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Parallel 9

Practical Theology on Economic Justice: Insights from Indonesian Churches’ Credit Unions



Doctoral Student

University of Denver/ Iliff School of Theology

There have been various theological and ethical critiques of structural evils manifested  in capitalism and economic inequality in different contexts, including in the Asian context. Along with this reality, however, practical theology as an academic discipline has not paid enough attention to how economic injustice can be practically contested. The practical economic solutions especially ones that come as the church’s initiatives have not been much discussed.


This presentation will provide a practical theology of economic justice by pointing to the economic practices conducted by the church. The paper responds to one of Aloysius Pieris’ thesis “the Calvary of Asian poverty” to argue that some churches in Asia have long provided ample examples and relevant practices to empower church members and beyond who struggle with poverty and its structural causes. The examples given here will address the Sumatran context of Indonesia. In this island, two churches, Gereja Batak Karo Protestan (GBKP) and Gereja Kristen Protestan Simalungun (GKPS) have successfully founded financial institutions in the form of Credit Union to help marginalized communities. The GBKP church formed Credit Union (CU) and GKPS founded Credo Union Modification (CUM), both focusing on creating financial assistance to their members.

The first part of the presentation will explore the theological and practical aspects these Credit Union institutions bring into the public space as they empower the community to fight against what Kathryn Tanner calls “finance-dominated capitalism.” I will explore how both institutions have differences in their practices but share common attitude to the socio-theological task (diakonia) of the church for liberation. Through the practices of community organizing and empowerment, these financial institutions have helped farmers, small-business people, and other marginalized groups. The next part will reflect on how the existence and work of these Credit Union institutions may shape how practical theology is understood in the Asian context of struggles. An Asian practical theology may become relevant when one starts analyzing the social context and experiences of suffering and empowers marginalized community. Such practical theology calls the church to performs its task in the public space.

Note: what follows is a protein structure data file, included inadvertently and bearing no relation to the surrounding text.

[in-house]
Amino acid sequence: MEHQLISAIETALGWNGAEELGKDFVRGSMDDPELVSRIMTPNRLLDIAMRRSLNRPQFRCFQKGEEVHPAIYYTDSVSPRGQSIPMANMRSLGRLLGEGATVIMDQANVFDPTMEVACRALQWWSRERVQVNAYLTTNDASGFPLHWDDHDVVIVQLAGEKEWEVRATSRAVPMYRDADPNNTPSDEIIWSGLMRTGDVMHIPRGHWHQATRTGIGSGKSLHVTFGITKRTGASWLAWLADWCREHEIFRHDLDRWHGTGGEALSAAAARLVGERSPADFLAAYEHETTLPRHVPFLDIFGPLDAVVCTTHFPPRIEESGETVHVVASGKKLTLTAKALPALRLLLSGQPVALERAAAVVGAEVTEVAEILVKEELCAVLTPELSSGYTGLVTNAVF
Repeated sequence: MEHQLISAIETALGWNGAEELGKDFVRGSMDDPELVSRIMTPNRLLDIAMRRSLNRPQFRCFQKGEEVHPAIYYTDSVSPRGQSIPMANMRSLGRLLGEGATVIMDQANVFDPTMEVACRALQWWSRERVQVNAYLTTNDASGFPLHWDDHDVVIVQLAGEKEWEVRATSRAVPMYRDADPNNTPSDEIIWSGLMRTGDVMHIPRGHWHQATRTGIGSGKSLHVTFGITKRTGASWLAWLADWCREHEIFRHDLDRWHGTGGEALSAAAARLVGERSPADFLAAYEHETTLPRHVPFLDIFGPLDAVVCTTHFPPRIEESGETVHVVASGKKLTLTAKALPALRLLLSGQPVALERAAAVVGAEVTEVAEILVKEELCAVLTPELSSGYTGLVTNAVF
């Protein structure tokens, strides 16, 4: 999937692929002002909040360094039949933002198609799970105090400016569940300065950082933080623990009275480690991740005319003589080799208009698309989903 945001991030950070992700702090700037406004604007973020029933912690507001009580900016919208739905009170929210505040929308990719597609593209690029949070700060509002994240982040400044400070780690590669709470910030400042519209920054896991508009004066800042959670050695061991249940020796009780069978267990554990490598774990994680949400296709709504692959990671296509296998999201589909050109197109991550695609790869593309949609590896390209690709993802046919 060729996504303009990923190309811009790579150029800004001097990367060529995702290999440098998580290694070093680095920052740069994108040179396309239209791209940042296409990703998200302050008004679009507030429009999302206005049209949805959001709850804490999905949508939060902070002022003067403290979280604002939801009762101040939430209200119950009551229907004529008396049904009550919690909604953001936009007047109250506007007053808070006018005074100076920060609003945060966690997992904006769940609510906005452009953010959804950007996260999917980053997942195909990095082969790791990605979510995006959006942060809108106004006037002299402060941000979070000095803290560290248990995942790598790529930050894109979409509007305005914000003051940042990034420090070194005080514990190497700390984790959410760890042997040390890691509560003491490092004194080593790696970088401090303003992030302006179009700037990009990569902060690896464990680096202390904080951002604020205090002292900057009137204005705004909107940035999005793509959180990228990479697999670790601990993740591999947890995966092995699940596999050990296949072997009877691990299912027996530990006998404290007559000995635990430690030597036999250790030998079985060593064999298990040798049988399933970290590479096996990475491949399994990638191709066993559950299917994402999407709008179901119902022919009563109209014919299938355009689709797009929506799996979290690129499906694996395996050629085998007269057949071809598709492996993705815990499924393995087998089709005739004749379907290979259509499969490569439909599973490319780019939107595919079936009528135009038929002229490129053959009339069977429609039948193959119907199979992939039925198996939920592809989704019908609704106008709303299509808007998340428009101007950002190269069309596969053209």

Hesron H. Sihombing is a doctoral student at University of Denver/Iliff School of Theology. A native of Indonesia, his work focuses on theology and ethics, postcolonial/decolonial theories and practices, engaging especially economic and environmental issues. His writings have appeared in the International Journal of Public Theology, Siwó: Revista de Teología/Revista de Estudios Socioreligiosos, CrossCurrents (forthcoming), among others.

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